Now, let’s take a closer look at each of the interfaces in turn. The AudioBox 22VSL is a two-input, two-output interface with mic/instrument inputs and MIDI I/O. It is very small in size (just 1/3U), is bus powered and, according to Naqvi, “has the same great-sounding XMAX mic preamps and the same VSL software as the other AudioBox VSL-series interfaces do.” He described it as a perfect interface for the musician who just needs a couple of inputs. “And it’s built like a small tank, so it’s very roadworthy,” he added.
The AudioBox 44VSL, the middle child of the family, has two mic/instrument inputs, two mic/line inputs and four line outputs. “So,” Naqvi remarked, “it’s great for someone who wants to record two musicians at the same time or needs multiple outputs or line inputs, say, for a keyboard.” Because of the built-in effects and the ability to record and play back from a computer, the AudioBox 44VSL would also work well in a live situation where you have a couple of musicians who have tracks playing back from a computer, and who want to play along.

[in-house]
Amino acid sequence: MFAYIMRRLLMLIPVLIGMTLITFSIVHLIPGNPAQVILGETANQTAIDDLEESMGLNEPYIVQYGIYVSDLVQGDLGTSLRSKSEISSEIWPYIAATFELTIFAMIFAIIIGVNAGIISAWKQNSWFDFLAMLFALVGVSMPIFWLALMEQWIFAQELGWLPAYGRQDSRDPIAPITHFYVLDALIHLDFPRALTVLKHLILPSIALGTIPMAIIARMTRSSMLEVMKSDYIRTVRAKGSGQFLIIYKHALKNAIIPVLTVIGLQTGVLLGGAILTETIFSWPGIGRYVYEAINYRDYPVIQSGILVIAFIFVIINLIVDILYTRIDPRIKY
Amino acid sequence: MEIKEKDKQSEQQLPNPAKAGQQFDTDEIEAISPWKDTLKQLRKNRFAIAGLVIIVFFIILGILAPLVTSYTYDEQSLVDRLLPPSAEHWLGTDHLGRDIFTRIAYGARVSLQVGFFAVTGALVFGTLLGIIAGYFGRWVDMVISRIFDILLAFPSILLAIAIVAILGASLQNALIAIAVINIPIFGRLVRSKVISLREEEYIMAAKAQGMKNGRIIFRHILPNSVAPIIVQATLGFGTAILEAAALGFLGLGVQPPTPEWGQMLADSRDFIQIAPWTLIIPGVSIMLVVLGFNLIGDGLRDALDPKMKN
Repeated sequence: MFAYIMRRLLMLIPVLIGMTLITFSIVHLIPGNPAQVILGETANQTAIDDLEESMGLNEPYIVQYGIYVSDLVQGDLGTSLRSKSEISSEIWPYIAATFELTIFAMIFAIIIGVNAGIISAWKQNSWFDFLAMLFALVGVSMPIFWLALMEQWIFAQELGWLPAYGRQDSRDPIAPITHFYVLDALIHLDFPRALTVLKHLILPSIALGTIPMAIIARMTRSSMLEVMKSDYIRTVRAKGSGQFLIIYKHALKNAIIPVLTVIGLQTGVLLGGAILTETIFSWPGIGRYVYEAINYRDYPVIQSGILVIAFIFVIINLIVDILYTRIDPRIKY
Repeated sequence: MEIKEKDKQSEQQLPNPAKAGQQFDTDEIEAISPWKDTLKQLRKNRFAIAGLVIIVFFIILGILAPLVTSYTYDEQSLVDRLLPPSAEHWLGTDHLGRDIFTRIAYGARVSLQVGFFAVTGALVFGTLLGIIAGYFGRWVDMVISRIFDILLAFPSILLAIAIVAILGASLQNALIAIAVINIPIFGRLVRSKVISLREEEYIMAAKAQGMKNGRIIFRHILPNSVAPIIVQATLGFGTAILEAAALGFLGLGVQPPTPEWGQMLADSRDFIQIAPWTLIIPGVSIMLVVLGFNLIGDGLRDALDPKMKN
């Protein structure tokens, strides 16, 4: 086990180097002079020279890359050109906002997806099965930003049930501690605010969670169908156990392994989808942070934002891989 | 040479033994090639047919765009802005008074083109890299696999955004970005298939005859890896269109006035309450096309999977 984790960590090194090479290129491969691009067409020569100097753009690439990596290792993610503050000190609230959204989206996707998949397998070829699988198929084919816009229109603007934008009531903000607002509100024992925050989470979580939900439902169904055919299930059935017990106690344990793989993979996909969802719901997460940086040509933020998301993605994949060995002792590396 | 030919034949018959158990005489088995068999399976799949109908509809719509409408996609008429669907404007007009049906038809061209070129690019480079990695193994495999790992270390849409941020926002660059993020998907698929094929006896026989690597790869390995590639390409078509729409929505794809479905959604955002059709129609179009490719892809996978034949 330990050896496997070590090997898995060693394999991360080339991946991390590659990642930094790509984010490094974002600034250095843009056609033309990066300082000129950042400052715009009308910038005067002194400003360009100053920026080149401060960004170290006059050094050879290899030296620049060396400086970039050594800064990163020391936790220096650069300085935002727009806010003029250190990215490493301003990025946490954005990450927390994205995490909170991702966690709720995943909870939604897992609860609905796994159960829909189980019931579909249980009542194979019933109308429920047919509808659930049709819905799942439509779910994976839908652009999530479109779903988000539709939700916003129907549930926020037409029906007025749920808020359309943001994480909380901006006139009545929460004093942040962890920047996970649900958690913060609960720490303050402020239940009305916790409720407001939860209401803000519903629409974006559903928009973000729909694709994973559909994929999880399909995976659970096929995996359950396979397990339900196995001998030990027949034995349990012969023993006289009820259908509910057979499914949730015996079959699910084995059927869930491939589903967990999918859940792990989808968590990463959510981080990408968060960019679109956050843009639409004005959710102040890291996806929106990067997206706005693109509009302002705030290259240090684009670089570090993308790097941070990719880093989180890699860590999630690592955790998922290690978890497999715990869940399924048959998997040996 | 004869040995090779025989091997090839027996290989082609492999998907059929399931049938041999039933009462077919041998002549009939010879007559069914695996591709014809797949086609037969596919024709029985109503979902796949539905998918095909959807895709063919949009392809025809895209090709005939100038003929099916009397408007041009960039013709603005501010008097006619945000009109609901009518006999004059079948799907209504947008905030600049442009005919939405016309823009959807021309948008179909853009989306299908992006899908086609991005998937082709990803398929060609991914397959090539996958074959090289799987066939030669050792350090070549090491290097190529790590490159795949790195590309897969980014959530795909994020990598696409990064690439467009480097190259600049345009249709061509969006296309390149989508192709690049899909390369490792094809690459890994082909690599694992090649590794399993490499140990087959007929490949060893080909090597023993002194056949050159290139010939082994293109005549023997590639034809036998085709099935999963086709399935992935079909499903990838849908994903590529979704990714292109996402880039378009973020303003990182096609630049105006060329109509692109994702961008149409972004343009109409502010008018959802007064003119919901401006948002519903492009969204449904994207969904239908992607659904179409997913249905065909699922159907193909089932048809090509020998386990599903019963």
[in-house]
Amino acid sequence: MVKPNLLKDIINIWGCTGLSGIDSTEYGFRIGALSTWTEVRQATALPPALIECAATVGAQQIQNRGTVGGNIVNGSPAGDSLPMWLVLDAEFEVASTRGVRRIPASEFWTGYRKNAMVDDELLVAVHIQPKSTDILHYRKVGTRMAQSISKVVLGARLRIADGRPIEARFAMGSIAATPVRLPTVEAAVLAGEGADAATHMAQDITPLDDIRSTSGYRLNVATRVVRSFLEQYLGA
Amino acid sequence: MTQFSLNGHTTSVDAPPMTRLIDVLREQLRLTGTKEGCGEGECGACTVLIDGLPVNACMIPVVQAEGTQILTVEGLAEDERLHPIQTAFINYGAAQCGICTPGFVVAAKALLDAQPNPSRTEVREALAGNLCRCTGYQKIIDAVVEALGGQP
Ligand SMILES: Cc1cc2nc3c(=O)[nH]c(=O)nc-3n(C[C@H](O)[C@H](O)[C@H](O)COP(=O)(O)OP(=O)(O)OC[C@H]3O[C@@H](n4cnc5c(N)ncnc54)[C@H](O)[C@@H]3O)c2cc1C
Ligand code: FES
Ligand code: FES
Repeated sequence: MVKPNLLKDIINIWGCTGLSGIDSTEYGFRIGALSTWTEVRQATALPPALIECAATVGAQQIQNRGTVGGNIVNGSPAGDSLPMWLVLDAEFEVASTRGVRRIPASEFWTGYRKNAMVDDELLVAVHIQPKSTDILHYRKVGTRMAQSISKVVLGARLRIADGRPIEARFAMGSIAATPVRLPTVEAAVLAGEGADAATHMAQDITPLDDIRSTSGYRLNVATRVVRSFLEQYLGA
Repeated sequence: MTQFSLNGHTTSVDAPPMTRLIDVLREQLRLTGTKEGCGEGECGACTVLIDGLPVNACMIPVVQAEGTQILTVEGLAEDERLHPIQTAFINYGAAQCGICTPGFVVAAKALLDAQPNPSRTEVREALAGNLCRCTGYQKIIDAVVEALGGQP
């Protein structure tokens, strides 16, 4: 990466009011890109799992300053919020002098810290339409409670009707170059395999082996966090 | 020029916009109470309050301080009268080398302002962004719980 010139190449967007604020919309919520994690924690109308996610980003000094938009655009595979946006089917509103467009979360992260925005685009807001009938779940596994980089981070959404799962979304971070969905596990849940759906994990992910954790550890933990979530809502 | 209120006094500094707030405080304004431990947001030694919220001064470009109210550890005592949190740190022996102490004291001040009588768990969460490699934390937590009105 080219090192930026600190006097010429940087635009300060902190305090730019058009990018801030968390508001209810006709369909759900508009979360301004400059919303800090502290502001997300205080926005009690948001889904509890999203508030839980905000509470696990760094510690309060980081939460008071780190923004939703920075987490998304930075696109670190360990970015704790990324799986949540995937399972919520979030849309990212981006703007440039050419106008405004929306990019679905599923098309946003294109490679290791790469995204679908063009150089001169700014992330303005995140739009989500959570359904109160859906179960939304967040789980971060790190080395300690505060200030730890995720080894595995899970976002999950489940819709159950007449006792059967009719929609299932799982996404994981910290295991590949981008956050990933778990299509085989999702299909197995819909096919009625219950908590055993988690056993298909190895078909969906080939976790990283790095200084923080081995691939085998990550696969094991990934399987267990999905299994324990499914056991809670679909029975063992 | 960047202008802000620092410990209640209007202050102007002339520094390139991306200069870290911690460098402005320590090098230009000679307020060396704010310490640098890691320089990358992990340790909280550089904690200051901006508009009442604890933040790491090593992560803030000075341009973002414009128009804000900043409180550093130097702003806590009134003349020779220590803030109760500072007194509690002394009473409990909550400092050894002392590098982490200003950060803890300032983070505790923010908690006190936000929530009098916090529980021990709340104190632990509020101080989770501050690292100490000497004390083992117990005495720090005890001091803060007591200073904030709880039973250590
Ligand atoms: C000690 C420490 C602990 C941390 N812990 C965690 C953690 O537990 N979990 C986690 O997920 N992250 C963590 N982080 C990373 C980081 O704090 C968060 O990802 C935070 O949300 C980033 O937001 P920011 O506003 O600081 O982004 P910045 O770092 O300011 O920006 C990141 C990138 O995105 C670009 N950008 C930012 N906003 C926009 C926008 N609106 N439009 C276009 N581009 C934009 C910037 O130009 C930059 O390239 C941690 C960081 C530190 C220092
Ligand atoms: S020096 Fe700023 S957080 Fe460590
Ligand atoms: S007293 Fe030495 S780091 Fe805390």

Finally, we turn to the AudioBox 1818VSL, which, with 18 simultaneous inputs and outputs, is the biggest in the family: two mic/instrument inputs, six mic/line ins, eight-channel ADAT I/O, stereo S/PDIF, eight line outputs, plus MIDI I/O and word-clock output. With eight analog inputs, it can accommodate several musicians recording at the same time. Since it has multiple analog outputs, you can use a multichannel headphone amp, such as the HP60, to send headphone mixes to several musicians at the same time. “And in March,” began Naqvi, “we announced StudioLive Remote 1818VSL for iPad, which will let you control the AudioBox 1818VSL wirelessly, just like our current SL Remote does for StudioLive mixers.”